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How I Trained My Two Year Old To Be A Great Helper

Ask my mother and she'll tell you: I was the most obedient, most courteous, most patient of her children.

HA. HA HA.

Yeah, no. I was basically a tiny terror. I talked back, I mouthed off, I did my own thing. Once, 8-year-old me told my mother, "You should be happy I am so willful because it means I won't give in to peer pressure."

Yes, I actually said that.

Shep takes after me in a lot of ways - not just looks. He is curious and spirited, boisterous and sweet. Definitely an extrovert and doesn't know a stranger. At just two years old, so much of his personality shines through. There's too much that is just inherent to him for my to take any kind of credit. I didn't make Shep a giver, a hugger, a helper. He just came out that way.

I wish I had a magic bullet for you - a trick that makes toddlers docile and compliant. Benadryl? (I'm kidding, don't do that.) Instead, my best advice is what's helped us encourage Shep's helpful nature.

The secret is just buttloads of praise.

Now, I'm no child behavioralist, but I have a theory. Children are innately helpful. Why? Because one of the first ways they communicate and explore their world is by mimicking what they see. So, when Daddy sweeps the floor - baby wants to do it, too. Most of my "training" Shep to be helpful is just taking advantage of this natural instinct.

When Shep copies me wiping up a spill, or putting his toys into a box, I praise him. Excessively. I've even done a happy dance and called Stephen so that daddy can tell him he's doing a great job, too. Maybe this is silly to you, but we pray every night that Shep is a helpful little boy in the day to come. All of this positive reinforcement has taught him that helping is fun, helping earns praise, and helping is something everyone does. He doesn't usually question us or fight us because he knows that being helpful is in his best interest. Thankfully he's still totally unaware that it's moreso in my interest at the moment.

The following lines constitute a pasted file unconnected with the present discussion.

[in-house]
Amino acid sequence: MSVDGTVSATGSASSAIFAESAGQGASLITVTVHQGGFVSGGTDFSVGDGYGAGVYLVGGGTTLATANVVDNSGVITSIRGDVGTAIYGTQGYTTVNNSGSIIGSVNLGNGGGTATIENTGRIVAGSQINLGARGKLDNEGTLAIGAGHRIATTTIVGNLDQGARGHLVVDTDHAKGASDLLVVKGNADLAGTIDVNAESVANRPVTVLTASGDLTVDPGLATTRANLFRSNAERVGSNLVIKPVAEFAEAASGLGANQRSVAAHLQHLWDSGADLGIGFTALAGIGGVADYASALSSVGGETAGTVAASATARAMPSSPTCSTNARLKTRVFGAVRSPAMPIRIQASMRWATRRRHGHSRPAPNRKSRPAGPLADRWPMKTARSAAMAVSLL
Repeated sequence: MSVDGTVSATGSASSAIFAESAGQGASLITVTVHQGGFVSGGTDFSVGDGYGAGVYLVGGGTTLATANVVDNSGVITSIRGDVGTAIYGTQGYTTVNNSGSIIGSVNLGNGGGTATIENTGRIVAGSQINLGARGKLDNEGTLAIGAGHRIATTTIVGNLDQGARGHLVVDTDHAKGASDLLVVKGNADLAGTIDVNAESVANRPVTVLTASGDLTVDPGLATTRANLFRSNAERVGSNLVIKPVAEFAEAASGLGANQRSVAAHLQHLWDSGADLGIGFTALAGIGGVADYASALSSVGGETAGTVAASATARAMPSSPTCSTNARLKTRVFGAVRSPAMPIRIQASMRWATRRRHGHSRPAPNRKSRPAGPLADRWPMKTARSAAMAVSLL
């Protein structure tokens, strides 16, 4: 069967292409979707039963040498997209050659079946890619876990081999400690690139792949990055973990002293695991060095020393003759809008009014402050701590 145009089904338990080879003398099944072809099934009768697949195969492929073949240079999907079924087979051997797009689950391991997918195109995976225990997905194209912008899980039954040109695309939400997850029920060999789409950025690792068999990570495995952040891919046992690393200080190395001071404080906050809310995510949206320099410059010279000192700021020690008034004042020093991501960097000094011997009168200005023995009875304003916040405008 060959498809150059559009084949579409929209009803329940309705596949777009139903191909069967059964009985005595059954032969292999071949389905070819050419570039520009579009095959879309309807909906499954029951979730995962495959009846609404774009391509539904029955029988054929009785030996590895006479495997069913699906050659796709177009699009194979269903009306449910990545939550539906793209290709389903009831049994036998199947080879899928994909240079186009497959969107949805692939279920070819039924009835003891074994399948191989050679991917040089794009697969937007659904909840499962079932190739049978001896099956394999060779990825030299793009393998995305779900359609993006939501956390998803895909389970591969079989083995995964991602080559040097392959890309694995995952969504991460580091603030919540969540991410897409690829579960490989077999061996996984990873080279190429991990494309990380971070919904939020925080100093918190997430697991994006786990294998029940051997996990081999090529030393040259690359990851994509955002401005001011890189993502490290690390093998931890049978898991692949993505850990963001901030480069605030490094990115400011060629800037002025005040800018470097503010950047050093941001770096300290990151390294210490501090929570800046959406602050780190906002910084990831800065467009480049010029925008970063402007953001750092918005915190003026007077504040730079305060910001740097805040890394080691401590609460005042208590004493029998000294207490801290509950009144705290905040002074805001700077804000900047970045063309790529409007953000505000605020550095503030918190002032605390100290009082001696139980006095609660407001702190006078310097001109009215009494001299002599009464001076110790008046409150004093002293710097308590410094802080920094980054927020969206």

Such sweetness!

I tell myself that I'm setting a good precedent for him. Many of my mom friends have taught their kids to pitch in by explaining that families always help one another. To be a part of a family, you have to be considerate and take care of all the family things: the house, the food, the car, the clothes. My hope is that this care - this helpfulness - carries over into Shep's future. When I grew up, boys were not expected to pitch in with daily domestic duties. As a result, my peers who have partnered with men struggle with the frustration of carrying an uneven division of labor.

It seems simple, right? If you benefit from clean clothes, you ought to help wash them. If you benefit from delicious food, you ought to be responsible for cooking it or preserving the leftovers. But that consideration - that pitch-in-it-ness? That's intentional. While it's not rocket science, there is a bit of magic involved. That is, the magic of a child with a desire for parental praise. And I don't know the secret recipe for that innate trait - but the odds are totally in your favor.

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